Thoughts & Words
Portrait and Headshot Photography: Five Years On
Five years ago today I submitted my resignation at my day job to do freelance portrait and headshot photography full time. It was a big move, but one my family and I had prepared for. Over the years we’ve had our ups and downs in the business. I often think owning a business feels like sailing on the ocean: it’s a fun adventure but you never know what lies beyond the horizon. At first this uncertainty was a source of stress, but I’ve learned to embrace it. While I do have some slow spots, the business is working, and I am happy I made this career move.
Here are a few things I’ve learned since going out on my own:
– Consider what you really need to be happy and shape your life around it. In both business and hobbies, it really helps to narrow your focus.
– Pay off your debt! You’ve got enough to worry about without compounding it with interest.
– Get help! Naomi (my wife) does most of my bookkeeping, but we leave tax prep to the pros. There are quite a few considerations that we absolutely would have missed without our tax man. We also get marketing help from the amazing people at Fresh Figs Marketing. They’ve been a great client of mine for years and now help me keep the business rolling in.
– Business can be surprisingly variable. There have been a good few months where I thought I’d made it, I couldn’t have been busier, but those months were sometimes followed by dead ones. Make sure you plan for those ebbs and flows.
– Learn from mistakes. This is a tough one. One of the drawbacks of being a freelancer is that you’re easy to fire. Not that I’ve had many blunders, but there have been (unfortunate) times when clients were not entirely satisfied with the images we’ve made. Unless he or she is a dedicated client it is unlikely you will be called again. I make every effort to shape my work process around ensuring my clients are happy with the photography we produce.
– Don’t forget the real world connections! As an introvert it’s easy for me to just stay at home doing my thing, but real-world networking works. I attend meetings at a great BNI chapter and try to get out to a few social media gatherings a month.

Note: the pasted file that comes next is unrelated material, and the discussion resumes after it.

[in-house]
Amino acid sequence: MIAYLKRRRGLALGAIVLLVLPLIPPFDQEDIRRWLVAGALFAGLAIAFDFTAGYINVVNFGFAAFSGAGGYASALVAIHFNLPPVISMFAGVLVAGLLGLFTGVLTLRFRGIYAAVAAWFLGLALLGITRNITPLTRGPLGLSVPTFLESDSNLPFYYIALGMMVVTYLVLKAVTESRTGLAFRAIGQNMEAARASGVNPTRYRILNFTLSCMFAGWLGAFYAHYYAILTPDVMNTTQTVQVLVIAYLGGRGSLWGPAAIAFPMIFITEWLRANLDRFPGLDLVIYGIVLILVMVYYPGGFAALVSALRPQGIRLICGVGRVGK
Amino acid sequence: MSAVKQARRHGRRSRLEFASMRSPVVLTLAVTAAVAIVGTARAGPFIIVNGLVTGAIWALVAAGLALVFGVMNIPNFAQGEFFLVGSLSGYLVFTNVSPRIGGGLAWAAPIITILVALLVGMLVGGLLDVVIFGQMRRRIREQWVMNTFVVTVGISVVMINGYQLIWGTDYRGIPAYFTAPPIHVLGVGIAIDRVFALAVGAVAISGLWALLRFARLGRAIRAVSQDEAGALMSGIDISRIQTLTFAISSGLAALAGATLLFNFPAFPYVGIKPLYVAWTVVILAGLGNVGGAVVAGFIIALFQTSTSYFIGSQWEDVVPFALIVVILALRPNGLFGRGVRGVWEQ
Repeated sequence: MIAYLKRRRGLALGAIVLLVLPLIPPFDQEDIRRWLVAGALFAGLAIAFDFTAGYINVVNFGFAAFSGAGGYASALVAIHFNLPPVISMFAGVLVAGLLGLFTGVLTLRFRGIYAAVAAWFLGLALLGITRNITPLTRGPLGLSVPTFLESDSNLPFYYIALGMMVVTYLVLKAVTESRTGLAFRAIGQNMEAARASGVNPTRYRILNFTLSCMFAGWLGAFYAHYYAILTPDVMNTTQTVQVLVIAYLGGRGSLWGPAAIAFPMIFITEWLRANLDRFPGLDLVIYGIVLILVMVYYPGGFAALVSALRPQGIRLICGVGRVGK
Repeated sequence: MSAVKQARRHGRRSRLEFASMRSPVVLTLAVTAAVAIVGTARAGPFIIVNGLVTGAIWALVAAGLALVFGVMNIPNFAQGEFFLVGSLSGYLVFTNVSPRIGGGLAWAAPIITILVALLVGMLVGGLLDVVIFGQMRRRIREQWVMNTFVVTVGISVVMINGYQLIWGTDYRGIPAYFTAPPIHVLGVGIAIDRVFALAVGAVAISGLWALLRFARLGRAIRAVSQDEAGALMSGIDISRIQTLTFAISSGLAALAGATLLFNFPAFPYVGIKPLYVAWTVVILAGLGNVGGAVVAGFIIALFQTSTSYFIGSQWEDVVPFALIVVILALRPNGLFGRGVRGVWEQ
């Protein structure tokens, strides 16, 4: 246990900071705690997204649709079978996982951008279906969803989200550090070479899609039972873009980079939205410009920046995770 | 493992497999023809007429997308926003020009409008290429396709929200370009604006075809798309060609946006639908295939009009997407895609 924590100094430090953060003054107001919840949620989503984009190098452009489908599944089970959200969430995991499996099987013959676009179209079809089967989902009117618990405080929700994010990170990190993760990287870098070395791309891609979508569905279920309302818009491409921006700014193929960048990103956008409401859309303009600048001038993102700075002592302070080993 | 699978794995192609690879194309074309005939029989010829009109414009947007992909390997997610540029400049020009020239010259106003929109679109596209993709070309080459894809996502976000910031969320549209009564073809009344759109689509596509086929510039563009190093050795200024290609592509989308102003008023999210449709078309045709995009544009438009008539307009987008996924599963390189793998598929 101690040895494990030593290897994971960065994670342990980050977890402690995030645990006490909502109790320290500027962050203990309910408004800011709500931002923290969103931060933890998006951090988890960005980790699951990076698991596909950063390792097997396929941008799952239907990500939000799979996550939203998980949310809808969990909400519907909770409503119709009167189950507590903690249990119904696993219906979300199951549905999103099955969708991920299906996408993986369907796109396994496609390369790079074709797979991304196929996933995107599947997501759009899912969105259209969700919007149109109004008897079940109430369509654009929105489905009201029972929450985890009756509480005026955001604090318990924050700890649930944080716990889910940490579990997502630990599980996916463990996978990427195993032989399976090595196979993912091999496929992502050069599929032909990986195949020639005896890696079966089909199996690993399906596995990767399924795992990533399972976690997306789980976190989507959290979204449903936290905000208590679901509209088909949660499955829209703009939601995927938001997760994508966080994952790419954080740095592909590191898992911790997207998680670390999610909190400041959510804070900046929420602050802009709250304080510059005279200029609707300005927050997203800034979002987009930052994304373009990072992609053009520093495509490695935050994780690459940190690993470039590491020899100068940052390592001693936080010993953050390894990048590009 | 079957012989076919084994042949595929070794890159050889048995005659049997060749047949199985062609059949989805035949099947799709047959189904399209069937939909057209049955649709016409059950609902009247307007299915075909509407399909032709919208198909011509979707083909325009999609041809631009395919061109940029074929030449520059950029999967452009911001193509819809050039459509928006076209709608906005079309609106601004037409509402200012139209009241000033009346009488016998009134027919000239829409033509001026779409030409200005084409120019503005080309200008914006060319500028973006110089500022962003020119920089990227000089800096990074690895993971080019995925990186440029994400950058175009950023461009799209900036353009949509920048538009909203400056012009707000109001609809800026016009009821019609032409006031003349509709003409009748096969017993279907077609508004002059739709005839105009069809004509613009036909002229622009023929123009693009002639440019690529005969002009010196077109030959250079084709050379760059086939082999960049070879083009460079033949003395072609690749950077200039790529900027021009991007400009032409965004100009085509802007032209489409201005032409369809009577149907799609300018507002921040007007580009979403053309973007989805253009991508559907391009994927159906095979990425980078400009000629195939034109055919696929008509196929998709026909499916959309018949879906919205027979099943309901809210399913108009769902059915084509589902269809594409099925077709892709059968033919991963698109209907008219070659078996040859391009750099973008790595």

I really do love my life now; the 9-5 world was just not for me. The mix of new and repeat jobs provide a bit of stability and variety in my day-to-day life. Not everything is the same, not everything is different.
Looking back it is abundantly clear that I could not have made it these five years without the incredible support of family, friends, clients, and business partners. Thanks everyone!
Colors Artist’s Statement
Here it is, after a bit of deliberation and editing, the artist’s statement for Colors:
Being part of the photographic community, I strive to bring new work and ideas to our collective body of images. As I consider new projects to take on I often discard ideas that have been covered by other photographers. Just as I try to distinguish my nature work, I am striving to do studio work that is my own. Working to make my own images, or in the case of this project, collaborating with others to make unique and compelling images that bear our own thumbprints.
This project finds its birth in that struggle. Initially started as an idea to bring something original to fashion photography, I was inspired to switch after helping photographer friend Steve Brokaw with a shoot of his own that used body painting. As a collaborative project it has been a delight to work with such talented individuals. To have others take up an idea and buy in as fully as I do is deeply gratifying.
So enjoy this lighthearted work of a photographer, and friends, trying to find a new way, their way, to make work that is beautiful and compelling.
Fretting the Details
Lately I’ve been thinking about two ways to progress in my work: refine what I’ve already done or make the jump to work on something new. New work gets all the glory, and it should. You should shoot yourself bored, then keep going. Realizing you’re making that picture again and refusing to repeat yourself is a sure way to see new things, or, possibly, see old things in new ways.